By: Angela Hollingsworth
Are you tired of hearing the phrase, “If you didn’t document it, you didn’t do it”? Many health care organizations require bedside charting, which is supposed to give the nurse more time at the bedside ––not only to improve documentation, but to improve quality of care as well (Habibi-Koolaee et al, 2015). However, are you really spending quality time with the patient if you are glued to the computer screen while the patient looks to you for conversation? Administrative duties such as charting can be truly demanding for nurses, especially if the nurse is older and not computer savvy (Habibi-Koolaee et. al, 2015). The high demand to get everything charted can lead to frustration and burnout for the nurse, so what is the answer?
Though computer charting is the standard of care, achieving a relationship with your patient is at the forefront. Bedside charting can be beneficial if the nurse knows what to do to relieve the frustrations that come along with it. So here are some answers.
- Educate yourself. Take classes to improve your knowledge of computer applications and operations (Habibi-Koolaee et al., 2015)
- Voice your opinion. Don’t let the new electronic health record (EHR) be a barrier to your work. Administration wants your input. Get involved in selecting the EHR system (Trossman, 2015).
- Keep a positive mind. Don’t let a negative attitude prevent you from embracing technology in nursing (Trossman, 2015). Positive outcomes have been known to be achieved from EHRs including uniformity, attainability, decrease in errors, safeguards for patient record security and privacy, and the streamlining of documentation (RegisteredNursing.org, n.d.). Don’t stay mindful only of the negatives.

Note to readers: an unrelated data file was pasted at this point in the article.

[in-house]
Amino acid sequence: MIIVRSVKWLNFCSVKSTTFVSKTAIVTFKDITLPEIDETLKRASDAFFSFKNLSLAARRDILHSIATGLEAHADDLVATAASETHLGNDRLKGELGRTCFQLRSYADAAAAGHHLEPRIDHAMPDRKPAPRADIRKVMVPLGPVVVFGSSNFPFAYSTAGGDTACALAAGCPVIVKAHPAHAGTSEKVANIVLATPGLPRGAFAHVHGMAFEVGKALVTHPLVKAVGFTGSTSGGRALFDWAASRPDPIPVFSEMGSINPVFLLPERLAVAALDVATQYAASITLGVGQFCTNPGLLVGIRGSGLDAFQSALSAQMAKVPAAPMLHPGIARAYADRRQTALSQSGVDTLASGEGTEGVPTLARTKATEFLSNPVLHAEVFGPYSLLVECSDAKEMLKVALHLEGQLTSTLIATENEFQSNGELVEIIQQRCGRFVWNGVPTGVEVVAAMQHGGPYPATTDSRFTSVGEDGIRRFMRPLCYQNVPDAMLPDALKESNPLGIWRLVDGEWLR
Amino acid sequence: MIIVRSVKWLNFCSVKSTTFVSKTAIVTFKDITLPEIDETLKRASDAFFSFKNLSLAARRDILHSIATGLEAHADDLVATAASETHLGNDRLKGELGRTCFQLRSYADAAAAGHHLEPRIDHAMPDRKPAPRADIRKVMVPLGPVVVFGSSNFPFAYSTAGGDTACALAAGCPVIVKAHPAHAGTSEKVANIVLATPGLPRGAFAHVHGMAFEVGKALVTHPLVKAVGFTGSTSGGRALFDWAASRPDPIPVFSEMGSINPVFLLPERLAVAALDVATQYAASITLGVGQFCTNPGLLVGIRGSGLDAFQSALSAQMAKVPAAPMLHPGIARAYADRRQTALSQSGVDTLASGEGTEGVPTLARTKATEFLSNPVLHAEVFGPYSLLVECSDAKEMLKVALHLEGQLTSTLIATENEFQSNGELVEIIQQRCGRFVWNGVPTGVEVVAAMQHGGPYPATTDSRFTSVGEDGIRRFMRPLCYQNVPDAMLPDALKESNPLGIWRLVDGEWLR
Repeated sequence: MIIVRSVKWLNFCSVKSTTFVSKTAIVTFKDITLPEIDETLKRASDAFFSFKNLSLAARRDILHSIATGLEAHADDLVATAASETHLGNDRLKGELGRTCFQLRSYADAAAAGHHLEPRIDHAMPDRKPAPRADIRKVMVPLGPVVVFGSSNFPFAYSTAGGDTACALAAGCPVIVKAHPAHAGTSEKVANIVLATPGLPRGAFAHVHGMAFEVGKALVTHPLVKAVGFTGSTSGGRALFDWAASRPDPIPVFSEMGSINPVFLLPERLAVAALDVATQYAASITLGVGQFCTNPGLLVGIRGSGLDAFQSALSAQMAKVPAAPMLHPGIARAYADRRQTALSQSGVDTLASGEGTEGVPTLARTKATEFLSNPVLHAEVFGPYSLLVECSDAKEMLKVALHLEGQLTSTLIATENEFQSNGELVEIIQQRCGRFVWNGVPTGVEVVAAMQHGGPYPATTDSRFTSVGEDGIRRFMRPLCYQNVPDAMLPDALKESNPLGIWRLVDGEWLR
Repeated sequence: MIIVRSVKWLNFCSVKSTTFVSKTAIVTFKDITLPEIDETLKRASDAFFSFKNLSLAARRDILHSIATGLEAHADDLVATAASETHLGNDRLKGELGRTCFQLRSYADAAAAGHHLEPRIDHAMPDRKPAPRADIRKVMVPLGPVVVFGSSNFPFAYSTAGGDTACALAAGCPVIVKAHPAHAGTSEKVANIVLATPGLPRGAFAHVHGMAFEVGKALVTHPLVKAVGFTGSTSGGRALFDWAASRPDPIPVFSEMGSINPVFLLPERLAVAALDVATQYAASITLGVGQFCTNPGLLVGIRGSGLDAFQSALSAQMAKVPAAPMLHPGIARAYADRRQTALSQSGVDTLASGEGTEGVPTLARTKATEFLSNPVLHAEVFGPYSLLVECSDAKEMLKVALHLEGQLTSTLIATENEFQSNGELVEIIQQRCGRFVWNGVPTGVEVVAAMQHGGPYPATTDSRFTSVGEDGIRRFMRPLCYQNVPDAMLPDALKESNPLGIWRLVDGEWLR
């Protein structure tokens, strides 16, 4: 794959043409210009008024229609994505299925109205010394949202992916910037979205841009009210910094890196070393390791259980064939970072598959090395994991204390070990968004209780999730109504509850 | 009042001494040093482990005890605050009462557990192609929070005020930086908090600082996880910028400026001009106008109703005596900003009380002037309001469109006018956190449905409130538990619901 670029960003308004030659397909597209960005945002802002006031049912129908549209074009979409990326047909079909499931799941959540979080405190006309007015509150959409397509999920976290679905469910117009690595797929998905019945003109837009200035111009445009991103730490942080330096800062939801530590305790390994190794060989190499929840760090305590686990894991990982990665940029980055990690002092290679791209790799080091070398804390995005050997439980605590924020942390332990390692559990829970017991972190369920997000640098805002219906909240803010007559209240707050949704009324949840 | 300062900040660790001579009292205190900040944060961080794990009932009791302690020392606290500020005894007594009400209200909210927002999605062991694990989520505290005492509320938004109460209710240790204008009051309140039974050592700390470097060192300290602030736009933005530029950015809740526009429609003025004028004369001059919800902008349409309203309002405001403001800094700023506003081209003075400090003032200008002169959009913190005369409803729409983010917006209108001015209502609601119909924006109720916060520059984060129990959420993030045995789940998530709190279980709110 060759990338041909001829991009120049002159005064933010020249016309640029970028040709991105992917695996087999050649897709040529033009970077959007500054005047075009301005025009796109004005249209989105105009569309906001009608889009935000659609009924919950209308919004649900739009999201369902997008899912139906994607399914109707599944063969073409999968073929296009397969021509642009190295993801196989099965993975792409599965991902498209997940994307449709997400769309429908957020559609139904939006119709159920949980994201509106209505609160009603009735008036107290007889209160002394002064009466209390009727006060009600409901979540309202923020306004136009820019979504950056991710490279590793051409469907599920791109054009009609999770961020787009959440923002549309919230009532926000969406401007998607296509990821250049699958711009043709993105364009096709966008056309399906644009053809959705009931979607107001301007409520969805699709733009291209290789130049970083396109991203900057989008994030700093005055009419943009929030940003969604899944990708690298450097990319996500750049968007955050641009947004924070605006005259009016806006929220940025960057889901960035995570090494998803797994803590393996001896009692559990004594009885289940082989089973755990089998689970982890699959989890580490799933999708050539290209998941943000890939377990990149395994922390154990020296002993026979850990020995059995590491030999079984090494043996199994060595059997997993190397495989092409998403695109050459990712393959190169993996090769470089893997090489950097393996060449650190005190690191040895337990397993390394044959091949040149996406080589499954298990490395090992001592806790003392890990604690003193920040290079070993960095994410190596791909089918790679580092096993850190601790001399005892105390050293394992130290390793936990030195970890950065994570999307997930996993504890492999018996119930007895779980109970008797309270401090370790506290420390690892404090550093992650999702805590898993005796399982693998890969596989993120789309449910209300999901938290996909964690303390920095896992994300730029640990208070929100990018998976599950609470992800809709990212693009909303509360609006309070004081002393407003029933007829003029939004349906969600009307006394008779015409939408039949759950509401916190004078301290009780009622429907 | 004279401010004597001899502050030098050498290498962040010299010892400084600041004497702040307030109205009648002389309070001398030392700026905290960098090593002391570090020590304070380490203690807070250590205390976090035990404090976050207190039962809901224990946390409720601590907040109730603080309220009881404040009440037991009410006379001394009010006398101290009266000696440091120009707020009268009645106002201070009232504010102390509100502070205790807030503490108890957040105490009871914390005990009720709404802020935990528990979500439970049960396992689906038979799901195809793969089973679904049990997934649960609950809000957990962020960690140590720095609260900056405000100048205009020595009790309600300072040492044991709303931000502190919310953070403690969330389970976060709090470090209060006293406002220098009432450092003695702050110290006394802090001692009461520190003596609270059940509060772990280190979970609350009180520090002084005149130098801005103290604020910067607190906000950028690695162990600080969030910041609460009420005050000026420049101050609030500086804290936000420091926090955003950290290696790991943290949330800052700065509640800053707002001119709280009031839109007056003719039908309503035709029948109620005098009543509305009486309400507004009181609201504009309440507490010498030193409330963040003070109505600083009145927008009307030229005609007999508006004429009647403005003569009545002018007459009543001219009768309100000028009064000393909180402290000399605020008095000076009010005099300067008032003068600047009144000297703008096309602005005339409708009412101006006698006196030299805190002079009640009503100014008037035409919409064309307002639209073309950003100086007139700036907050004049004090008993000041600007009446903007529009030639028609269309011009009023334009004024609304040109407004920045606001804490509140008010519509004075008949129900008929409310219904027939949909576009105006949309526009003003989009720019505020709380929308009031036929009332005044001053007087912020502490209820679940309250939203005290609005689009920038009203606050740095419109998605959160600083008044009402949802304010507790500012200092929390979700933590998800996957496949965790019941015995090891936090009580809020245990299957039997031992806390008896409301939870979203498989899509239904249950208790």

- Take care of yourself. High quality of care and patient interactions can be arduous and overpowering (Helpguide.org, d.). Consider yourself a garden in need of constant care.
See your physician, work out, eat nutritious meals, and get a good night’s sleep (Helpguide, n.d.).
With proper care, you can be a nurse with unlimited possibilities. Burnout will be a thing of the past and you will exude a positive force behind the technology in your field of work. Take the initiative to be the best. Your patients and your facility will be forever grateful. And finally, look for the three-part TEQ Blog series on EHR engagement, coming soon. Part 1 focuses on patient-centered care. Parts 2 will look at provider engagement and EHRs and Part 3 will focus on nursing education.
Habibi-Koolaee, M., Safdari, R., & Bouraghi, H. (2015). Nurses readiness and electronic health records. Acta Informatica Medica, 23(2), 105-107.
HelpGuide.org (n.d.). Caregiver stress and burnout. https://www.helpguide.org/articles/stress/caregiver-stress-and-burnout.htm
RegisteredNursing.org (n.d.). What are some pros and cons of using electronic charting (EMR)? https://www.registerednursing.org/answers/pros-cons-using-electronic-charting/
Trossman, S. (2015). Collaboration is key: Nurse experts discuss challenges, pose solutions. The American Nurse, 47(5), 1, 8-9.